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Governor launches $25M forgivable loan program, which can grow to $50M, for tourism businesses, others

Governor launches $25M forgivable loan program, which can grow to $50M, for tourism businesses, others

SPECIAL: In July 2021, dance group members of Guma' Ma Higa perform one of their cultural dances in the pouring rain during Ha'anin Minagof at the Valley of The Latte in Talofofo to celebrate the culture of Guam and Micronesia. Cultural tourism businesses such as the Valley of The Latte have been left out of pandemic relief aid packages, so the governor created a $25 million local program to try to help them. Post file 

Gov. Lou Leon Guerrero on Friday signed an executive order creating a $25 million forgivable loan program for pandemic-hit tourism businesses and other employers that were left out of federal aid packages, so they can keep their employees to sustain their operations.

Executive Order 2021-25 establishes the Local Employers' Assistance Program, or LEAP, using $25 million in federal American Rescue Plan funds, the governor said.

It can grow into a $50 million program, once a new bill seeking to appropriate $25 million from the government of Guam General Fund to LEAP, becomes law, the governor added.

Bill 214 is sponsored mainly by Sens. Amanda Shelton and Joe San Agustin, along with eight other senators.

Tourist attraction venues such as the Valley of The Latte, museums, watersports operators and laundry services that were mostly left out of pandemic relief packages such as the Restaurant Revitalization Fund and the Shuttered Venue Operations Grant, are among the employers that could benefit from this $25 million to $50 million program.

"Businesses still need more help," the governor said before signing the order, particularly because the COVID-19 pandemic has gone on for too long and is still wreaking havoc on the tourism economy.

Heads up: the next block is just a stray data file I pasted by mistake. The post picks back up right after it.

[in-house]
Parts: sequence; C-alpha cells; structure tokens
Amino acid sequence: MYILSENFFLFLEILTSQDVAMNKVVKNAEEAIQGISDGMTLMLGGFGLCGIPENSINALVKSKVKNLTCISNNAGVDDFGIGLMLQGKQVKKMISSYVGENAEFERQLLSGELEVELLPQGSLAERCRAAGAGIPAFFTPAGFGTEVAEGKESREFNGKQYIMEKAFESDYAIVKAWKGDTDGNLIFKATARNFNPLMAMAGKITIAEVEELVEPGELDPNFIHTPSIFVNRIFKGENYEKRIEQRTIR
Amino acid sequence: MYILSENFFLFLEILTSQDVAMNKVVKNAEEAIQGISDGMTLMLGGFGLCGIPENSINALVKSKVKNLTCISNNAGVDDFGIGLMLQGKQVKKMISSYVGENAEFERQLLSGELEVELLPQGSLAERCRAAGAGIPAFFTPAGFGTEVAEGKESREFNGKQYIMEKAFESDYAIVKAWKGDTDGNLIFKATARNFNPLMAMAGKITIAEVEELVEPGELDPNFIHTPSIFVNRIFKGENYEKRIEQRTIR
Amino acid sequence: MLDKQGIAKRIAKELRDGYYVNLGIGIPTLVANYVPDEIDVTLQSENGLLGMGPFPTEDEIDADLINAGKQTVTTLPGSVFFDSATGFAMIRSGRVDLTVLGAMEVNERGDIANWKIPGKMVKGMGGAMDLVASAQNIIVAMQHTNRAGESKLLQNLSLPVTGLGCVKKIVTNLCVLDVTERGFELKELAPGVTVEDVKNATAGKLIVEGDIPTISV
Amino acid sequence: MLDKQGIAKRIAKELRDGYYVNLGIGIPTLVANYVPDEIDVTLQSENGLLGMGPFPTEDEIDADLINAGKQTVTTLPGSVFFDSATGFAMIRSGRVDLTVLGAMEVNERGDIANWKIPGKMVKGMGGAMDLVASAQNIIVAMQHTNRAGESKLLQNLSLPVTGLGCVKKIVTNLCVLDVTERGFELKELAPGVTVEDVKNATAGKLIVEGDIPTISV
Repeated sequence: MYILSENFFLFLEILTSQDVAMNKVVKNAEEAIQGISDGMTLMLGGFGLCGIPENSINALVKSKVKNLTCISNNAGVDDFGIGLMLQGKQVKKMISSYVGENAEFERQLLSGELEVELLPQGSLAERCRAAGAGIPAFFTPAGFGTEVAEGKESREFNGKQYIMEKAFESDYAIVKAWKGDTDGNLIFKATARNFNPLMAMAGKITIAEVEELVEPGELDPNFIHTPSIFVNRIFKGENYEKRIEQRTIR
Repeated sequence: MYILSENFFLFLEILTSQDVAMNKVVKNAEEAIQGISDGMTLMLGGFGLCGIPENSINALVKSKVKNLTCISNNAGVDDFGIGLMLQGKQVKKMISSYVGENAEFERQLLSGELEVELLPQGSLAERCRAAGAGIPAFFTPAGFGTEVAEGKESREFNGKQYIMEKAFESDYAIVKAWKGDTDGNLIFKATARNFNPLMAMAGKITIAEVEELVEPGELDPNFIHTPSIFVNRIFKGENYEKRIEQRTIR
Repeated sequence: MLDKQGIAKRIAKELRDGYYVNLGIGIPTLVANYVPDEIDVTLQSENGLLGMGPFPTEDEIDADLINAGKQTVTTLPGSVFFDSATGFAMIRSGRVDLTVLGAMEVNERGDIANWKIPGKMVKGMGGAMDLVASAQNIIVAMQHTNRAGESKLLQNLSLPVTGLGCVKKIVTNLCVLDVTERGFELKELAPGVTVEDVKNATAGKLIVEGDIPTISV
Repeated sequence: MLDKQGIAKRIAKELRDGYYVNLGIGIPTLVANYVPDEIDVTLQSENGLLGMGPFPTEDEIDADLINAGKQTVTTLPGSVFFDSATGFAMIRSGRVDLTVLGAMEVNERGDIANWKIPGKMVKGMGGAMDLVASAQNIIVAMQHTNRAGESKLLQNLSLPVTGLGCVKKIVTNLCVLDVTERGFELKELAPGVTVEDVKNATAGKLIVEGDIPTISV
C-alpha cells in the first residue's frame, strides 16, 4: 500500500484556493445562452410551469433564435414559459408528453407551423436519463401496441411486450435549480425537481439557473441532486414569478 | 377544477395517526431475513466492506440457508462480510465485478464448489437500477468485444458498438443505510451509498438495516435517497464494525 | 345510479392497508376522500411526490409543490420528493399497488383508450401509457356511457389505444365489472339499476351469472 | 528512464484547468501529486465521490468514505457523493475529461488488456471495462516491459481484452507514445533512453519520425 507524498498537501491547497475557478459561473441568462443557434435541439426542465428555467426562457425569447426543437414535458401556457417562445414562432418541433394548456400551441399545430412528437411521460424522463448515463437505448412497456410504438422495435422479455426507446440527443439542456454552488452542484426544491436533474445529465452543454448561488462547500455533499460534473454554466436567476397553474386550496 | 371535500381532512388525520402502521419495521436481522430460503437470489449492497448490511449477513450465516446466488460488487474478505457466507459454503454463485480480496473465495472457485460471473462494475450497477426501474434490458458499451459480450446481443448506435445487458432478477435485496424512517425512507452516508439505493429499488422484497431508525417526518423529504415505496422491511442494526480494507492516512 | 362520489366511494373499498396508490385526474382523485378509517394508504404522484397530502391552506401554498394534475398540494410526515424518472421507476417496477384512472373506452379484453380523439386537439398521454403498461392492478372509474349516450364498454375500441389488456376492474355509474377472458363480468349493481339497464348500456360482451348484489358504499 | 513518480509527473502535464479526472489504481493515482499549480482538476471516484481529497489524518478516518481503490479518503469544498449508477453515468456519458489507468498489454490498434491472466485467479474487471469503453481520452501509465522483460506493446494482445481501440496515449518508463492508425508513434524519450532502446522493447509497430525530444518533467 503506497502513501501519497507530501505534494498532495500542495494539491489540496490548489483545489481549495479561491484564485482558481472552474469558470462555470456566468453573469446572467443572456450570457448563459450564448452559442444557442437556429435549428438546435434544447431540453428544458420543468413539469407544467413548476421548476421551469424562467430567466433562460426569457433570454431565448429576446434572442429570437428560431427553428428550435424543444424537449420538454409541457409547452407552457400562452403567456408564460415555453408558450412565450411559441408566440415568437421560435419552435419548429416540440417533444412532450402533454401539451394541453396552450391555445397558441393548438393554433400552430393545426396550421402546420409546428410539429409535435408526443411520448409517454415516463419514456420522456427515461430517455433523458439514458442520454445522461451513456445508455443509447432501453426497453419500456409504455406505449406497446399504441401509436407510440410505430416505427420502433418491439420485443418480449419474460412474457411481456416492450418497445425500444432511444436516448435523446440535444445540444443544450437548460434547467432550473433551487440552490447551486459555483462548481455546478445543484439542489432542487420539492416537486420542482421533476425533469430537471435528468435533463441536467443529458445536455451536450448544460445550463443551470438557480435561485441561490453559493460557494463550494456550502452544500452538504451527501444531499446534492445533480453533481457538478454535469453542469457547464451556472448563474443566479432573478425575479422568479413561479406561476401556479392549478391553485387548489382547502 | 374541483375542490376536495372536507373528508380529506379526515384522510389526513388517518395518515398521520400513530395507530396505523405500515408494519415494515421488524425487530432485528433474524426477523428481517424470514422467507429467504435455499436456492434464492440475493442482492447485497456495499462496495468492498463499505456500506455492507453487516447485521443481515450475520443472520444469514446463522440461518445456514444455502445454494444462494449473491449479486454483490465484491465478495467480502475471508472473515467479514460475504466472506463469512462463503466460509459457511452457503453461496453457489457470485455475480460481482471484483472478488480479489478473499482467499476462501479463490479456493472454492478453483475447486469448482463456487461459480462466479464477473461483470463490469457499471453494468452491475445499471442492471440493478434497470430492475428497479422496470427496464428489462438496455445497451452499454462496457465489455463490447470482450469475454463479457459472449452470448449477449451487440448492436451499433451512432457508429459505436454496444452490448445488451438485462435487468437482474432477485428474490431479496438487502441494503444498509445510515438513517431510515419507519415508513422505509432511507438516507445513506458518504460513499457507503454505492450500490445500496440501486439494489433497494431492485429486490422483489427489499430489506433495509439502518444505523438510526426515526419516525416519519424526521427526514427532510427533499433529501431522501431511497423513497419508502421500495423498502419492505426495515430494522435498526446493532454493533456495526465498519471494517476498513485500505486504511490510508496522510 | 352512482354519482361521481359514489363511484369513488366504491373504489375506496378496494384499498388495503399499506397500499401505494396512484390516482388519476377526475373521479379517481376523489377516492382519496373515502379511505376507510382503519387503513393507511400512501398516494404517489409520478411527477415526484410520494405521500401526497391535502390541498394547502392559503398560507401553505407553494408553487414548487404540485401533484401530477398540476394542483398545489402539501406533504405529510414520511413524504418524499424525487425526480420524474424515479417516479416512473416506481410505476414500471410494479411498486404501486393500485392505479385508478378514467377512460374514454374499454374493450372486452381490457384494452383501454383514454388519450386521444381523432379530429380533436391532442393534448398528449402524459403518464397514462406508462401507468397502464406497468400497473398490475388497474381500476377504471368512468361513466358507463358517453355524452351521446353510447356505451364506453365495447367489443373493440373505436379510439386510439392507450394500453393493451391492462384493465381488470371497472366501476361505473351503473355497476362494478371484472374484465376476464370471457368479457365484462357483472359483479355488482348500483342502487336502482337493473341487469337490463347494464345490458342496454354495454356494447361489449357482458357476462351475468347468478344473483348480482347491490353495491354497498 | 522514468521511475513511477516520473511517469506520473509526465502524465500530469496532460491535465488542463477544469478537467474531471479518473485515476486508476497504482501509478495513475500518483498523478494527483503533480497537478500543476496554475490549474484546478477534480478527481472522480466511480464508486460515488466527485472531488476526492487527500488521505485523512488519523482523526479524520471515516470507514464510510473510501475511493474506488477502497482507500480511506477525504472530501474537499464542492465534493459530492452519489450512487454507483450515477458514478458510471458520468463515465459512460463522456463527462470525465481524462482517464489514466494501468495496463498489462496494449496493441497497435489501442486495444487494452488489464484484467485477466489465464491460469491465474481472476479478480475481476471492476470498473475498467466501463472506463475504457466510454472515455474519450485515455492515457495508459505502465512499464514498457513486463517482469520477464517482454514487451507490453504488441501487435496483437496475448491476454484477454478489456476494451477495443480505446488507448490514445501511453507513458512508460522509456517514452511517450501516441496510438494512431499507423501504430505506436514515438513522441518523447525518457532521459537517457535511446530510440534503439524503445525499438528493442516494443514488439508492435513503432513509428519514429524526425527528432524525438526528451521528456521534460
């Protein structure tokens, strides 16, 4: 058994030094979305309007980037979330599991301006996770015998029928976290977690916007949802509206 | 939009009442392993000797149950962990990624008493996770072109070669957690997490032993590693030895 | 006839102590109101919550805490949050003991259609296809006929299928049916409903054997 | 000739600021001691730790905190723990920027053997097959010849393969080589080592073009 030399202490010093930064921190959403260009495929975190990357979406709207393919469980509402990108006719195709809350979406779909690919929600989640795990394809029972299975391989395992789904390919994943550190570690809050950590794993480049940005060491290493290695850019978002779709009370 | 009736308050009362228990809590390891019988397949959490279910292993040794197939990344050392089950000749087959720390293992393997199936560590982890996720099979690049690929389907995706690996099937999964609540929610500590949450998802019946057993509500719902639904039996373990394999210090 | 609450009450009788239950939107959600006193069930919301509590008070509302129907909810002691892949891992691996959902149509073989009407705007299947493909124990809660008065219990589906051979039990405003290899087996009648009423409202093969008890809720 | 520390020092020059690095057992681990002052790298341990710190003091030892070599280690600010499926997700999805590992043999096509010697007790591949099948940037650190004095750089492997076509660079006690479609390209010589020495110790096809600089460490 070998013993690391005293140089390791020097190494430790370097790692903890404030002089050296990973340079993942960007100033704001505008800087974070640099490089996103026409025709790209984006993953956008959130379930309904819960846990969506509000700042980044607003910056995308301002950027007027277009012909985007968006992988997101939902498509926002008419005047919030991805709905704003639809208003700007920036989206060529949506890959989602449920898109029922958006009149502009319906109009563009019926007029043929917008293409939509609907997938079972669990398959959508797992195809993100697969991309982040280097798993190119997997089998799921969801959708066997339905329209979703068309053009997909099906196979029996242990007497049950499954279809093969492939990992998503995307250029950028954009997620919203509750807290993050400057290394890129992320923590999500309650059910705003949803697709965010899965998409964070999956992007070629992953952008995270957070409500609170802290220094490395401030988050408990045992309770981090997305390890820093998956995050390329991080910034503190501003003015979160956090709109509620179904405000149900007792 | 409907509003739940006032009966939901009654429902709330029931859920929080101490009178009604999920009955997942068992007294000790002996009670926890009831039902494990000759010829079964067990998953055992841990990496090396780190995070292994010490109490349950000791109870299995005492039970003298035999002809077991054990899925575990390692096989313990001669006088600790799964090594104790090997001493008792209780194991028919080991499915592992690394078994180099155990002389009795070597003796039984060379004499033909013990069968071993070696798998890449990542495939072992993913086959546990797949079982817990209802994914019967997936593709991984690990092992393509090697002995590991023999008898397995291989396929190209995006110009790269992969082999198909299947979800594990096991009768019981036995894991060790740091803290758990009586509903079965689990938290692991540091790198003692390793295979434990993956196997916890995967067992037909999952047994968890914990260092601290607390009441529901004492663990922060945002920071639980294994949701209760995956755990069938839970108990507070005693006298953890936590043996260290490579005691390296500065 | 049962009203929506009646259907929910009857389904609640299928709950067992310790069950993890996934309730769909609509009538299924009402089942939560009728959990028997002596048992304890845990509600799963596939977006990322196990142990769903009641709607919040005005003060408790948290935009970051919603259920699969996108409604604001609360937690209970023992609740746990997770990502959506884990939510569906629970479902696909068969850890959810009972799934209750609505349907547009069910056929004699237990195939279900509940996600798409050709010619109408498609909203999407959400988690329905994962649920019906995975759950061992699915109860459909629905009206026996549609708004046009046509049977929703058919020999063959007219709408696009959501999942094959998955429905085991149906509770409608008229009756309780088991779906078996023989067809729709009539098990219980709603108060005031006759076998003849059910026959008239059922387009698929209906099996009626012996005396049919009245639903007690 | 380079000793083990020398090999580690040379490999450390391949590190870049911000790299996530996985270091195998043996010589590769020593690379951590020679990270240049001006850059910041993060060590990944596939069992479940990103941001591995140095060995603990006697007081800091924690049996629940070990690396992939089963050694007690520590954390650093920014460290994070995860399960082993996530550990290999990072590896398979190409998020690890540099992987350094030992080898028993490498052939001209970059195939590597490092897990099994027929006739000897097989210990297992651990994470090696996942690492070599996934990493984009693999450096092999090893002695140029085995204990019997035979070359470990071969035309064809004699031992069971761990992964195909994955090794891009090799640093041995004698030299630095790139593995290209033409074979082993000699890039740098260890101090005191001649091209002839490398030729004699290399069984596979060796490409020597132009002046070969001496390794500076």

The forgivable loan program is patterned after the federal Paycheck Protection Program, Guam Economic Development Authority Administrator Melanie Mendiola said at the signing of the executive order. 

GEDA is the lead agency in administering the forgivable loan program.

If Guam employers use the money to cover mainly payroll, so that thousands of workers can keep their jobs, the the loan forgiveness clause of the program kicks in, officials said.

"In order for us to recover as quickly as we can, we still need to be able to employ our employees. So the purpose of this program is to help these businesses contain and sustain their employees," the governor said.

The governor and other officials at the Friday executive order signing ceremony said Guam needs to ensure tourism-related businesses and other employers still have the employees needed for when tourists come back in droves.

A group of small businesses has been making the rounds, seeking support for a proposed $75 million grant program to directly help tourism-related entities and others that were not covered in federal pandemic relief programs.

Representatives from the group, including Guam Dry Cleaners executive manager Simon Sanchez and Valley of the Latte Adventure Park in Talo'fo'fo managing director David Tydingco, thanked the governor and the Legislature for their prompt response.

"Business leaders from our tourism sector called on us to work together — and the LEAP is the result of the collaboration of our island’s leadership that demonstrates our commitment to keep our people working and carry our businesses through this difficult time," Shelton said in a statement.

San Agustin said the pandemic has hurt the entire community and businesses have been burning the candle at both ends.

"More needs to be done. We can’t fix things overnight—but the LEAP Act will provide much-needed relief and is an important step forward," the senator said.

Representatives from other business organizations such as the Guam Chamber of Commerce and the Guam Women's Chamber of Commerce also welcomed the program.

The governor's LEAP also replaces a program idea that the governor and Guam Labor Director David Dell'Isola announced in June.

That program seeks to subsidize the salary of workers, up to $9.25 an hour, for up to three months, so businesses can reopen or remain open in the midst of a pandemic especially after the Pandemic Unemployment Assistance ended.

LEAP is separate from GEDA's $20 million small business pandemic assistance grant program for 2021. 

Besides federal and local programs to help businesses, there have also been programs to help individuals and families such as the All RISE program and the Economic Impact Programs.

This story will be updated.

Haidee Eugenio Gilbert

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